First, Do No Harm

My blog entries concern whatever interests me, with my interest usually being piqued by something I’ve read. But I read more than I can possibly comment on, so I perform a kind of mental triage. I blog about the most interesting stuff and put my “overflow” into my Shared Google Reader container . These are usually short items and I will sometimes add a quick note. It’s easy for readers to spin through these entries, reading only what they want. This still leaves a “middle ground” of articles of interest for which I haven’t the time or inclination to write about but that are too long to place in the Shared Reader. Here’s today’s serving:

The Stimulus Tragedy – Obama bets that we can spend our way to prosperity – WSJ Editorial

A dollar doled out in jobless benefits may well be spent by the worker who receives it. That $1 of spending will count as economic activity and add to GDP.

But that same dollar can’t be conjured out of thin air. The government has to take that dollar away from someone else — either in higher taxes, or by issuing new debt in the form of a bond. The person who is taxed or buys the bond will have $1 less to spend. If the beneficiary of that $1 spends it on something less productive than the taxed American or the lender would have, then the net impact on growth will be negative.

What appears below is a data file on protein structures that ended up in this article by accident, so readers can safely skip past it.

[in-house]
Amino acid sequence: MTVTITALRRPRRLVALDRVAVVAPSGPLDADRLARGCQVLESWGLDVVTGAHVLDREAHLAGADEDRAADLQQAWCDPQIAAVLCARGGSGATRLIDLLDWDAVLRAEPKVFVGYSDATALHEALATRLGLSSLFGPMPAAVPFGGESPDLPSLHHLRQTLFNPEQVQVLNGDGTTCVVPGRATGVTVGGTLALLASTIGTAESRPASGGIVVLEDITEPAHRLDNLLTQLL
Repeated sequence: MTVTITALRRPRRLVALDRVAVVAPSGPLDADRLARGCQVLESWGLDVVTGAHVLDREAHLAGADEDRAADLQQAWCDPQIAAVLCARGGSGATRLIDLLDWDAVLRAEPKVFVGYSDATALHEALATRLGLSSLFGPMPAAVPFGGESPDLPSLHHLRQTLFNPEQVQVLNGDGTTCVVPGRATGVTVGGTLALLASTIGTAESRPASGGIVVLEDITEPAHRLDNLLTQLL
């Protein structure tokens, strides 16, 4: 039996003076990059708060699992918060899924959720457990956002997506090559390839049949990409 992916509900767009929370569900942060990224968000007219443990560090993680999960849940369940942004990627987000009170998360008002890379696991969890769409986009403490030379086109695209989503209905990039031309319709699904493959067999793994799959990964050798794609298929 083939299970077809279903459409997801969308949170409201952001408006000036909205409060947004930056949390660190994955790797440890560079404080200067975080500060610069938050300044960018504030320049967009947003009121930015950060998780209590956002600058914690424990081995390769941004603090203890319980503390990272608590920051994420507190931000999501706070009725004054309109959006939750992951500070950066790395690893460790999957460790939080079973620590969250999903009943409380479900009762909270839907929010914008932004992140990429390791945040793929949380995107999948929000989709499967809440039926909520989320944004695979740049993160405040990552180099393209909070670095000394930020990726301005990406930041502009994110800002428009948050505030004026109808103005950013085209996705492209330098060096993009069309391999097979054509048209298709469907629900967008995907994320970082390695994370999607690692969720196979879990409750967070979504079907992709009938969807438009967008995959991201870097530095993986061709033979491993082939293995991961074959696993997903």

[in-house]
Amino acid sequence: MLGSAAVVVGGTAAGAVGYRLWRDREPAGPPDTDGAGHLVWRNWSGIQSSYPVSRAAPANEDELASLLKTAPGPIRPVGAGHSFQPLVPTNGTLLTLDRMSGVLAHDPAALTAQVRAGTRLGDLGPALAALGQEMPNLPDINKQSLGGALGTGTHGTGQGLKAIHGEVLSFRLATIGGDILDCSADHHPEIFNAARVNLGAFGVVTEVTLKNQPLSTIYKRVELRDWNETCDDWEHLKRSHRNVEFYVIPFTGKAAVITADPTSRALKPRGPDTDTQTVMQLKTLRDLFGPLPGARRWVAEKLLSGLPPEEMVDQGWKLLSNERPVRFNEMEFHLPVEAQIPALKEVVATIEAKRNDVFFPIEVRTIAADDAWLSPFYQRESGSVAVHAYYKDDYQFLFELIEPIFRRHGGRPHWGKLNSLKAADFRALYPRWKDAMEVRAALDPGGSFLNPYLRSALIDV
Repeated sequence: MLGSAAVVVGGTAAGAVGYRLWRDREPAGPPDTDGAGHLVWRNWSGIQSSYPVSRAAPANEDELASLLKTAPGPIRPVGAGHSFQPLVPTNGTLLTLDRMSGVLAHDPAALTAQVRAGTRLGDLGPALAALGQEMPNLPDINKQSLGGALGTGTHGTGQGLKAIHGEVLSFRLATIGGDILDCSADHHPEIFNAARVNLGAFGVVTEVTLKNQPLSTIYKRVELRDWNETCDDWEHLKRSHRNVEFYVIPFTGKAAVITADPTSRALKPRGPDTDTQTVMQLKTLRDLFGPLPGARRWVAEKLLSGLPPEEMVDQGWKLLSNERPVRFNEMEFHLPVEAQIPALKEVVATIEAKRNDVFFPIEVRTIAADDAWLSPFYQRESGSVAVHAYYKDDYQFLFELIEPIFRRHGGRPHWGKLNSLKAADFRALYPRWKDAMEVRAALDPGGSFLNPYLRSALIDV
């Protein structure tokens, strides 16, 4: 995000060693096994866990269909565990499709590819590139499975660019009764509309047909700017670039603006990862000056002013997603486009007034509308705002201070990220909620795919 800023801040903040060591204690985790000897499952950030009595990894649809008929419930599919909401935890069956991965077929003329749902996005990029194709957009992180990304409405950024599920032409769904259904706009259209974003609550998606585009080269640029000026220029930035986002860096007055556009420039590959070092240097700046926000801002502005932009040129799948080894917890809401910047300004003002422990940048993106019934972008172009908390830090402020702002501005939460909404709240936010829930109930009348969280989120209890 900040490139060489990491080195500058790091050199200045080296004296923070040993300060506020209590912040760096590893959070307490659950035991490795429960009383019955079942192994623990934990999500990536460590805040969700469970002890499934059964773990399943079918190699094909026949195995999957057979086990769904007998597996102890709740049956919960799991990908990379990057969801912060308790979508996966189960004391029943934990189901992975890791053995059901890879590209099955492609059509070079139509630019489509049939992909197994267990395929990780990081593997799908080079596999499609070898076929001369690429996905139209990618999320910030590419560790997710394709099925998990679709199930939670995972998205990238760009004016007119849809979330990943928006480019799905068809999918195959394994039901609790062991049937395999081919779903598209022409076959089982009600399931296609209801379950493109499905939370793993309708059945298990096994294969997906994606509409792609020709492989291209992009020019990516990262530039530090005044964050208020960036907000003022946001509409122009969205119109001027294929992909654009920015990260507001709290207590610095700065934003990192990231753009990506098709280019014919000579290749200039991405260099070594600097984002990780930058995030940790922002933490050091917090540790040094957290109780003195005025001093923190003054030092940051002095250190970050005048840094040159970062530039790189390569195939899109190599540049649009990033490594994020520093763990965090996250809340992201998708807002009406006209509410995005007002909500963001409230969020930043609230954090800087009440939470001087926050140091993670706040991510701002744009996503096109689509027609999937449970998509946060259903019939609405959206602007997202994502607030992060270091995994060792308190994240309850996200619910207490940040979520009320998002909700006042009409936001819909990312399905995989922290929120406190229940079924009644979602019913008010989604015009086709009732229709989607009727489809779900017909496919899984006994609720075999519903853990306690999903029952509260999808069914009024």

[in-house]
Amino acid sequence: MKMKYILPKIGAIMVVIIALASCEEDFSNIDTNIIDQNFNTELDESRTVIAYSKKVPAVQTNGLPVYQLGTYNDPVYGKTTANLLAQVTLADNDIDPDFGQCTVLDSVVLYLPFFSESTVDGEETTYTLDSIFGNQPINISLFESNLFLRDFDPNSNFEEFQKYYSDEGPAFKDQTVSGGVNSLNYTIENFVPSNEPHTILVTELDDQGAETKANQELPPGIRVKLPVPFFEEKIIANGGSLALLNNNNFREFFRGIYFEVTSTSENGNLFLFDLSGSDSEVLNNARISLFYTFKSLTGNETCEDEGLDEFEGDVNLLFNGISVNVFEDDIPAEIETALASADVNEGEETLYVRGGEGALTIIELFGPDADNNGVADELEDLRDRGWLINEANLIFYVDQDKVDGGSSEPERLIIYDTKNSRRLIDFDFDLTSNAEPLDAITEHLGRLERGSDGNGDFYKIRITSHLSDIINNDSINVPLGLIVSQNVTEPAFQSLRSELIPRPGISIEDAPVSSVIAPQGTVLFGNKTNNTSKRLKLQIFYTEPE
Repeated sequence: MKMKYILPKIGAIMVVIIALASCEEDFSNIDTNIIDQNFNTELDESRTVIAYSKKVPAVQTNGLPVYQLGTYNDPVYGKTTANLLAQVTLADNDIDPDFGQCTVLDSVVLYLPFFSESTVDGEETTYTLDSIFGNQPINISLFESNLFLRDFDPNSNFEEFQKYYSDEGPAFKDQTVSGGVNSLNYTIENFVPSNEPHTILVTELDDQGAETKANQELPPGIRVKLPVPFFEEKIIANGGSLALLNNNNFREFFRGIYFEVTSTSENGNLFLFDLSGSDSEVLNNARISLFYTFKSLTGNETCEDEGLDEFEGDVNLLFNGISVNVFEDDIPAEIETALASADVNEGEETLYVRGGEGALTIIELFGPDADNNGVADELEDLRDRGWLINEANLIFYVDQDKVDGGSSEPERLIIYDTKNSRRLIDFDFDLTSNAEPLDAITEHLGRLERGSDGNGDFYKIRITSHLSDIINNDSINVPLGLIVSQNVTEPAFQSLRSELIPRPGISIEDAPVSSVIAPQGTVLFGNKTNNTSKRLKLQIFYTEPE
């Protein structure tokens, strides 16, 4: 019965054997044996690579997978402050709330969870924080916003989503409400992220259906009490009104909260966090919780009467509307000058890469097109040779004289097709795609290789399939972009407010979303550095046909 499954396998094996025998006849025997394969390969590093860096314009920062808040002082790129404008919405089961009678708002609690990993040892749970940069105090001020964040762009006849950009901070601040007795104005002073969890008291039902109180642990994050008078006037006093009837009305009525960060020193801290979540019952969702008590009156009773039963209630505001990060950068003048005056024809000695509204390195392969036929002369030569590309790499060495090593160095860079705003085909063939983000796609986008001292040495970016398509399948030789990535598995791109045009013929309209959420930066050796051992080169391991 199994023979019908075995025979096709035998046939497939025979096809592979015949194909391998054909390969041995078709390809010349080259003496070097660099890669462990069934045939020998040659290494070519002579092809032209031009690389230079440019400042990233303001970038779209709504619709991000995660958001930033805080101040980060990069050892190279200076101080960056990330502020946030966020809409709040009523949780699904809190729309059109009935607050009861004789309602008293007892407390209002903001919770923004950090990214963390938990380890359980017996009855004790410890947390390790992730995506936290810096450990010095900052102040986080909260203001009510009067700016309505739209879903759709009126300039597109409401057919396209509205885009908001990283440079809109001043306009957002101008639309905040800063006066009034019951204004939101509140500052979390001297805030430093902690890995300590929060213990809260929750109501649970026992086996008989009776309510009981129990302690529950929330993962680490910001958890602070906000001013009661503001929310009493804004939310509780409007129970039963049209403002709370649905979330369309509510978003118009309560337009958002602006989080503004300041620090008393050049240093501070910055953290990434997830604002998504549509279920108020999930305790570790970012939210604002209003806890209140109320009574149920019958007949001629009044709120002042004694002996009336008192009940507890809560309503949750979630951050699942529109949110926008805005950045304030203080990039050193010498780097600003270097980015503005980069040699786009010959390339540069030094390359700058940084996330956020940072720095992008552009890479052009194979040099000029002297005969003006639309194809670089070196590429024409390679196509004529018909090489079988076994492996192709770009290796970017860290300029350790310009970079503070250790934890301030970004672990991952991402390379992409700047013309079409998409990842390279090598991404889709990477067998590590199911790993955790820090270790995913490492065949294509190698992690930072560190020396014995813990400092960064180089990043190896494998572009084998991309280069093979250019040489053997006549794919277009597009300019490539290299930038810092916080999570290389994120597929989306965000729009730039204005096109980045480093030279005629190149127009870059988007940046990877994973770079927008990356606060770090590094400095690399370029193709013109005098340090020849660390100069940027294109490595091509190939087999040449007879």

Instead of stimulus, do nothing – seriously – Christian Science Monitor

The US government has shown repeatedly that as an economic manager it is not to be trusted. What we need most are authorities wise enough to follow the dictum, “First, do no harm.” The stimulus package will do enormous harm. The huge debt burden it entails, by itself, ought to condemn the measure. America is already drowning in debt. But the measure will also wreak harm in countless other directions by effectively reallocating resources on a grand scale according to political priorities, rather than according to individual preferences and economic rationality. As our history shows, the economy can recover strongly on its own, if only the politicians will stay out of the way.

How Government Created the Financial Crisis – John B. Taylor in WSJ

Many are calling for a 9/11-type commission to investigate the financial crisis. Any such investigation should not rule out government itself as a major culprit. My research shows that government actions and interventions — not any inherent failure or instability of the private economy — caused, prolonged and dramatically worsened the crisis.

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